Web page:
Monday, April 19, 2021

Boys from County Hell (2021)


Streaming Services: Shudder
Movie Name/Year: Boys from County Hell (2021)
Genre: Comedy, Horror
Length: 90 minutes
Rating: NR
Production/Distribution: Six Mile Hill Productions, Blinder Films, Endeavor Content, Screen Ireland, Northern Ireland Screen, Automatik FX, Egg Studios, Inevitable Pictures, Shudder
Director: Chris Baugh
Writer: Chris Baugh, Brendan Mullin
Actors: Jack Rowan, Nigel O’Neill, Louisa Harland, Michael Hough, John Lynch, Fra Fee, Morgan C. Jones, Robert Nairne
 
Blurb from IMDb: A crew of hardy road workers, led by a bickering Father and Son, must survive the night when they accidentally awaken an ancient Irish vampire.
 

Selina’s Point of View:
This is the flick I’ve been waiting for all month. It’s horror comedy, it’s Irish… it’s got so much of what I love. I’m happy to say, it didn’t disappoint.
 
As it got started, I began to get a slightly darker Shaun of the Dead (2004) vibe. That didn’t last. The deeper I got, the darker it got. When the horror aspect really got going it came out of left field and caught me completely off guard.
 
By the end of it, I couldn’t really compare it to the 2004 Edgar Wright zombie comedy that I thought it would be lumped in with. If I had to compare the feel of it to anything, now, I’d say it’s closer to Fright Night (2011). It had that same kind of realistic humor meshed with fear.
 
The biggest difference is that this flick definitely went ten times harder with the terror aspects.
 
I enjoyed the aesthetics of the vampire more that I can accurately convey. I’ve always been more of a Nosferatu (1922) girl, when it comes to the ancient blood suckers. Interview with the Vampire (1994), or stuff like Vampire Diaries (2009-2017), is fine, but I prefer fear over romance.
 

No one is taking the vamp in this film home to meet mom.
 
The creature had a terrifying visage: jagged teeth, long stringy hair, a hooked nose, bone-tight skin with veins pressing to the surface and blood dripping over the dark, nearly blue, flesh. He was gorgeously hard to look at.
 
I spent the entire hour-and-a-half runtime glued to the screen. Every time the horror got so dark that I thought there was no coming back, they inserted enough humor to add that essential balance that horror/comedy so desperately needs in order to work.
 
I did notice a couple of errors in the timeline that kind of irked me. It did pull me out of the story a tiny bit, but not enough to ruin the whole thing.
 
Boys from County Hell was absolutely remarkable.
 
Boys from County Hell will be available to stream on Shudder, April 22.
 

Cat’s Point of View:
When you mention Ireland and vampires, you generally don’t find them in the same sentence. That could often be held true for horror and comedy. However, every once in a while the two go together quite well and you can end up with something absolutely fan-freaking-tastic like Tucker and Dale Vs. Evil (2010).
 
At the same time, that is a really tough comparison because it’s hard for other movies to live up to that unicorn standard. I am happy to report that The Boys from County Hell reasonably succeeded in this particular attempt at the genre blend. The overall story here, albeit, is significantly darker.
 
I will admit that I’m slightly biased when it comes to Irish-based movies and stories in general. Irish lore, accents, music, and landscape seem to speak directly to my ginger soul. That being said, I’ve immersed myself in a lot of it over the years. I can’t say that I’ve run across many mentions of vampires.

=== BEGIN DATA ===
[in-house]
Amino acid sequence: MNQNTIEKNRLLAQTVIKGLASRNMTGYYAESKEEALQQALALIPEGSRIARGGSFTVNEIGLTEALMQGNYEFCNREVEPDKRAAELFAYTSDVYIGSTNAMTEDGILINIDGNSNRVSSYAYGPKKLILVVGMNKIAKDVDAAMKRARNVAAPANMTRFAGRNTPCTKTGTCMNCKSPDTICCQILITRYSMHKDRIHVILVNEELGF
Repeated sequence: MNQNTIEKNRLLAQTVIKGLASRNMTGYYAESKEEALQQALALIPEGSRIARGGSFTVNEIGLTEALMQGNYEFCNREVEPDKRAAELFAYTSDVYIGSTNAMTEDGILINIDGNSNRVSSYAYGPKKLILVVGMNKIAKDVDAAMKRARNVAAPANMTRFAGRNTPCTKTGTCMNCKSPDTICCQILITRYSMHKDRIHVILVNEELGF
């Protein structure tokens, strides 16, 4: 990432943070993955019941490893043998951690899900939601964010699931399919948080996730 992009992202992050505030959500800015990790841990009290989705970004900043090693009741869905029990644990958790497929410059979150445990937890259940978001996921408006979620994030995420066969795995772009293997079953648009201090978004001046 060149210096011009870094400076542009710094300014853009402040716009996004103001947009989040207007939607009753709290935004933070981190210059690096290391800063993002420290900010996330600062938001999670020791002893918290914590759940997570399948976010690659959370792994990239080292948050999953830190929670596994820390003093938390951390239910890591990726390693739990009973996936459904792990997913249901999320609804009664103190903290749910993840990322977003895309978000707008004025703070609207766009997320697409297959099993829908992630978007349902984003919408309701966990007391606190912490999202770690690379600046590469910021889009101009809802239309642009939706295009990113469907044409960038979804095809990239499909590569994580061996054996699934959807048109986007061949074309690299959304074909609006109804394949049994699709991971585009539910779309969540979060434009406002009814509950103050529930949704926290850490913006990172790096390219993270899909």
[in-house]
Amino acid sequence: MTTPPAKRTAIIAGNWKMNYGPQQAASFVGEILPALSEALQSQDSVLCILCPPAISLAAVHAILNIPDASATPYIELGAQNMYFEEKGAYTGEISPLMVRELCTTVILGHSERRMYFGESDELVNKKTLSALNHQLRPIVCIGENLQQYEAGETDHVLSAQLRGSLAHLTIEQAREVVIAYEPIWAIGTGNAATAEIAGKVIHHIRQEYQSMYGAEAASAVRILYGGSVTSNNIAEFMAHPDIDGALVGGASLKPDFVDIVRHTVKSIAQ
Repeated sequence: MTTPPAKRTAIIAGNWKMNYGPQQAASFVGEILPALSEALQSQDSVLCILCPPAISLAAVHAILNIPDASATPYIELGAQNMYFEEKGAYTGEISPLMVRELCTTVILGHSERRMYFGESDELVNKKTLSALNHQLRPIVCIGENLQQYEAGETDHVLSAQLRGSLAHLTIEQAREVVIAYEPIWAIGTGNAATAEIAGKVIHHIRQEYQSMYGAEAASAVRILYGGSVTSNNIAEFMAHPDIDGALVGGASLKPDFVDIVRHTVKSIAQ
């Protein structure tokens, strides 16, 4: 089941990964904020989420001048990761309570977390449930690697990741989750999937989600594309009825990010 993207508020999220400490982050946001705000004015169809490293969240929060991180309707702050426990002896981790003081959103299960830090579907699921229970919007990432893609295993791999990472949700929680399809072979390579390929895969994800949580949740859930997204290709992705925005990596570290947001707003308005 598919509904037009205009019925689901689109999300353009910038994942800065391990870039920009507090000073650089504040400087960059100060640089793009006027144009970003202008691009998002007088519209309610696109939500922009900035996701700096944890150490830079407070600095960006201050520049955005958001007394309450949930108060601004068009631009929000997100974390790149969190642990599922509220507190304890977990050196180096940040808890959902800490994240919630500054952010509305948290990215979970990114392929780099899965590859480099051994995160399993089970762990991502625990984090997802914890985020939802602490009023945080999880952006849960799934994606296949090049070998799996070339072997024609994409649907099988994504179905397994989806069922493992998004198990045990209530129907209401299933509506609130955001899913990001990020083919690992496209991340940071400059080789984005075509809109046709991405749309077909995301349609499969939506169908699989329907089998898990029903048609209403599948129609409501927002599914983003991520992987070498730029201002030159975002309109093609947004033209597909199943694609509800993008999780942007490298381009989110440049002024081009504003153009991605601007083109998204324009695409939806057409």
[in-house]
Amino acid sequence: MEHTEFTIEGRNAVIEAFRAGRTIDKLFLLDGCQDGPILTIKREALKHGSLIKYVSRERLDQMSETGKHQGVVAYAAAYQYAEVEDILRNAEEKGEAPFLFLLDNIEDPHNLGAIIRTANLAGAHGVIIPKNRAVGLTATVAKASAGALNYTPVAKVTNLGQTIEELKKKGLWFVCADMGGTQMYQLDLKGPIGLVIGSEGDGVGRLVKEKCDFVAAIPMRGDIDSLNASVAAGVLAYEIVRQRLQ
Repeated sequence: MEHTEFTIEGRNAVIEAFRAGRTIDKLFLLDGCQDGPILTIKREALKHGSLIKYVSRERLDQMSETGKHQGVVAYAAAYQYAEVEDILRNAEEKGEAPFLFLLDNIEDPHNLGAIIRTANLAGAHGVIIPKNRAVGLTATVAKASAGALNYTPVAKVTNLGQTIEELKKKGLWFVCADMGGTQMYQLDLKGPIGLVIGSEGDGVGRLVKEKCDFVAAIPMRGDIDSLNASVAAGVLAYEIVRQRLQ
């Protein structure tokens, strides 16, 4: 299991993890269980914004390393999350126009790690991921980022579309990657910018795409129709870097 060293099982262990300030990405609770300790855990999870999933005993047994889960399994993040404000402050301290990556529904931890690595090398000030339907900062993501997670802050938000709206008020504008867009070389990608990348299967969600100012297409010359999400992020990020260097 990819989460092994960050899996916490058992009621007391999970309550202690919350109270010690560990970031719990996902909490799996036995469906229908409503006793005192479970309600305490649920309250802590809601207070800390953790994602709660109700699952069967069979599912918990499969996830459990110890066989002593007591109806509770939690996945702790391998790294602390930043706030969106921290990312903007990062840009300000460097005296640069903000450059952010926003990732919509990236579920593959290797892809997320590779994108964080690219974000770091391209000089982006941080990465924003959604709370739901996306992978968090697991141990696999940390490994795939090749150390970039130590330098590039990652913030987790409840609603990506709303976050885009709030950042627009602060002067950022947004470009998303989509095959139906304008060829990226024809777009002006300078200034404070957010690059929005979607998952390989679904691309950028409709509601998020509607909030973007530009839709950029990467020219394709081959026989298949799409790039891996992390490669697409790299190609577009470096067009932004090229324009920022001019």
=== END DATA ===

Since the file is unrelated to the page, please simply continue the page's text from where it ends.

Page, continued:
The topic is a patch of common ground that pop-culture horror enthusiasts can latch on to. You say ‘vampire’ and it’s immediately recognizable by most. Unless you’re talking about banshees or leprechauns, you don’t get that same sort of recognition with the scarier of the Irish bogeymen. The Dullahan doesn’t ring bells for most, even if the legend bears a close resemblance to The Headless Horseman.

 
The interesting tidbit here is that there is an actual Irish legend of Abhartach. I won’t get into detail here, however. Spoilers! If you give the movie a go and are interested in a little more background lore on the subject, give that name a search and I imagine you’ll find it interesting. I digress…
 
I really liked how this story was pulled together. Urban sprawl and its side effects are concepts familiar to many, and the price for those that live in areas under development is often unpleasant. The characters were also relatable, and I found myself invested in them. The humor was spot on and you wouldn’t have to entirely understand the nuances of Irish culture to get it. There were a few words here or there that were unique to Irish slang, but it shouldn’t be a worry.
 
The effects were also solid. Nothing looked hokey or too fake. There was one bit that actually had me cringing a bit because of the realistic nature of a particular wound in a scene. I mean, ow. I believed everything that they were selling. 
 
Well done for the relatively new Six Mile Hill Production for this gem. Good acting, good story, and I had a great time watching. Shudder has scored a good one with The Boys from County Hell. It’s one of the many that make it worth the reasonable subscription fee. 


Rotten Tomatoes Critic Score – None
Rotten Tomatoes Audience Score – None
Metascore – None
Metacritic User Score – None
IMDB Score – 6.3/10
 
Trust the Dice: Selina’s Rating4.5/5
Trust the Dice: Cat’s Rating4.5/5
 
Trust-the-Dice’s Parental Advisory Rating: R
 
P.S. If you’re not overly familiar with Irish accents, you may need captions.
 
Movie Trailer: